An older record also could have been used to feed the dog. It could just be an accumulation of crud in the groove that will come out with a good, thorough cleaning.

If you only have this problem on certain records, I would look for reasons in the record itself and not the gear you presently own. But. most importantly, beware of reissues unless you know the quality of the pressing. Most often they were done from inferior masters and made just to push a few more dollars out of a popular again recording.


 

Silver Member
Username: Two_cents

Post Number: 665
Registered: Feb-04
But if it's a consistent problem on several records it could be a hardware issue. Try playing a classical lp that you know to be clean and a good pressing (e.g., a Classic or Speakers Corner reissue). If you still get the same distortions during difficult passages, it could be any number of issues between the stylus and the speakers in the audio chain. Without hearing the nature and extent of the distortion it's hard to know what's causing it.

See if the distortions persist when you mount your new cartridge. If it does, try a more powerful amp. What kind of amp and phono preamp are you using? A phono system tends to be more demanding on an amp than a digital system, because it generally has a lower output and greater dynamics. An underpowered amp with insufficient headroom may result in distortion on difficult passages on an lp.

Good luck and keep us posted.
 

Gold Member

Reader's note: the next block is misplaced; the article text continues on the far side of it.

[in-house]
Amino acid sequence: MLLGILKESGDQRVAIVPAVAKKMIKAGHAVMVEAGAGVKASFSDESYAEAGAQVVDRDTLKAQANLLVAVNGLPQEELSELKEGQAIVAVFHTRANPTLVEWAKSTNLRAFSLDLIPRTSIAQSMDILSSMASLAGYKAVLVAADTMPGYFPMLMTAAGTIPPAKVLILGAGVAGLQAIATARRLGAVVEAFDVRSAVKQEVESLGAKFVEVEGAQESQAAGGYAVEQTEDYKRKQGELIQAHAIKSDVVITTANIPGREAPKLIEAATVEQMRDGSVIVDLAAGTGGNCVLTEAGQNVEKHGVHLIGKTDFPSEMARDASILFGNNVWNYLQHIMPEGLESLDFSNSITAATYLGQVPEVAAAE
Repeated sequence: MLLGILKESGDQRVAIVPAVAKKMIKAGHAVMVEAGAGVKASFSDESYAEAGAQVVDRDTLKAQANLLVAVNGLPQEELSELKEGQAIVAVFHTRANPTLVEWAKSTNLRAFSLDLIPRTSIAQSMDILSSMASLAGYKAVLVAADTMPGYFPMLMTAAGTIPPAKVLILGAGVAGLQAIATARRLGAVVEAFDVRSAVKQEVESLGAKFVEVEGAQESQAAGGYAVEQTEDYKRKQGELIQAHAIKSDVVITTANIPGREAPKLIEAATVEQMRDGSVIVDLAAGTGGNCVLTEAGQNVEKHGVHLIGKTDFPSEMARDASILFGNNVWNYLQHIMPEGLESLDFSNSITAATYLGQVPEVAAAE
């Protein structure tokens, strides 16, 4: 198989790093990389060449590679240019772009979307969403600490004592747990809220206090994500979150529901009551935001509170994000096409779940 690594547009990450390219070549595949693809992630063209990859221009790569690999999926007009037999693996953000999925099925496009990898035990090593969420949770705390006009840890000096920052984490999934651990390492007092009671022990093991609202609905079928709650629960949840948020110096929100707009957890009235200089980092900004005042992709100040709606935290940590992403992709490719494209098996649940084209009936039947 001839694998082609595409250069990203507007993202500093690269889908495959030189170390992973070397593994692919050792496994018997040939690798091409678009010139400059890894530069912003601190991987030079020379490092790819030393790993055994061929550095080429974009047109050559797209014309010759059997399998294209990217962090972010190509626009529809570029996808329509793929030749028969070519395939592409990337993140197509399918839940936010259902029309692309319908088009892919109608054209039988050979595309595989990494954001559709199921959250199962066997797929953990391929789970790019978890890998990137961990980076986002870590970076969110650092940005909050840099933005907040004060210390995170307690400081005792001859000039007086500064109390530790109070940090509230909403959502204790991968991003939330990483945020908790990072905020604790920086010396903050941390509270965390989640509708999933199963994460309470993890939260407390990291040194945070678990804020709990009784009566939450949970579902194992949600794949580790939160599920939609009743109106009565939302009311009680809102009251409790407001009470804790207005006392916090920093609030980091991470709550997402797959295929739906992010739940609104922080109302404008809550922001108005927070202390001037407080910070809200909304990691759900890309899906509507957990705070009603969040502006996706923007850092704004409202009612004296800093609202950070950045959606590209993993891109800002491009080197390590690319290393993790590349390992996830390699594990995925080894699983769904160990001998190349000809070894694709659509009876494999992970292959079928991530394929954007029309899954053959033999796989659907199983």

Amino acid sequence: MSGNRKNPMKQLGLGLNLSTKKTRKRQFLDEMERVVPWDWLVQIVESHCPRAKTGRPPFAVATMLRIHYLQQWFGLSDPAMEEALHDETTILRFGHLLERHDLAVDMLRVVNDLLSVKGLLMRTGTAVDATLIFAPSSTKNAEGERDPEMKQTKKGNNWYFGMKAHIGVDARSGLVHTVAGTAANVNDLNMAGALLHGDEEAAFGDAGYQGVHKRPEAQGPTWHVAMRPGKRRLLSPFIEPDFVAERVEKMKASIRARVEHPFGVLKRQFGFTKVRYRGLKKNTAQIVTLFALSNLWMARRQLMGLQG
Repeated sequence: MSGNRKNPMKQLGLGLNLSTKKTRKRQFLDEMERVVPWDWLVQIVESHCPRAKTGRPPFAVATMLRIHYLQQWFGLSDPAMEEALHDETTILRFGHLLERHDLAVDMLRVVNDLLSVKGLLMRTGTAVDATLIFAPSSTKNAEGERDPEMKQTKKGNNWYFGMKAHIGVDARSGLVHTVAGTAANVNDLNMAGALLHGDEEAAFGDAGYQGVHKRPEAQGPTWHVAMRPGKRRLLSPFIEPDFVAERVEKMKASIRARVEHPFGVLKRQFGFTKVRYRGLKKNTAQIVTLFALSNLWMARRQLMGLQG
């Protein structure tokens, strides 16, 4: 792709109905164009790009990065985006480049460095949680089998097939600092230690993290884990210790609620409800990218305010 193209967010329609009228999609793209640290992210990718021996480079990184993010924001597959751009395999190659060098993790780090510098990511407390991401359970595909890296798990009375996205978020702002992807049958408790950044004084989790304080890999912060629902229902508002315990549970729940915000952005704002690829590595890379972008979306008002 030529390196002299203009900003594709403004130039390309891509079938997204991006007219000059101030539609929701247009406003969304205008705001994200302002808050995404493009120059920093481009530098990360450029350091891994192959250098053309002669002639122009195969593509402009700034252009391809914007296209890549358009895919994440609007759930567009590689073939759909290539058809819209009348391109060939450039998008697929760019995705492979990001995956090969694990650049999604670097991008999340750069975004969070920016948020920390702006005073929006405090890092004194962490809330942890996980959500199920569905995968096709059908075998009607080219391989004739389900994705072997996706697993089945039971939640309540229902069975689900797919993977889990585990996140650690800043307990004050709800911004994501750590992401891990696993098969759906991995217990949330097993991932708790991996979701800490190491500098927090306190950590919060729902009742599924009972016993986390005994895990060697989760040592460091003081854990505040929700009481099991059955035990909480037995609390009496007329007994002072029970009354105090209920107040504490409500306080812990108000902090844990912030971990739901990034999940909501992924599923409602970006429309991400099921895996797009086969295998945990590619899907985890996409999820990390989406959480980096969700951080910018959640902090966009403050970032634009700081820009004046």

Username: Jan_b_vigne

Dallas, TX

Post Number: 6584
Registered: May-04


Do get a stylus cleaner.
 

Gold Member
Username: Artk

Albany, Oregon USA

Post Number: 2217
Registered: Feb-05
Jan, what do you suggest for a stylus cleaner (on a budget)?

Two Cents, it is a problem only on certain records not on all or even most.

I have an NAD C162 pre with a phono section and my power amp is a Hafler 9505, power ain't a problem.

Thanks again for your responses. You guys are great.
 

Gold Member
Username: Jan_b_vigne

Dallas, TX

Post Number: 6587
Registered: May-04


I don't even know what's available any longer. I still use a Discwasher SC-2 that's about 25 years old. I like the dense brush type such as the Discwasher. Little paint brush types don't do anything except spread the bristles apart when you run the stylus through them. I haven't tried the new "gooey" types, though I can't imagine they do a good job unless you are vigilant about using them after every disc. Linn used the produce a very fine emory board cleaner, and the alternative was the flint on a book of matches. You ran it along the profile of the stylus and hoped you didn't take the stylus tip off by a careless hiccup. I use one about once a month. They work very well if you are very careful. Overall, I'd suggest a dense brush type. I would think MusicDirect or Audio Advisor have a few to choose from.


 

Gold Member
Username: Artk

Albany, Oregon USA

Post Number: 2248
Registered: Feb-05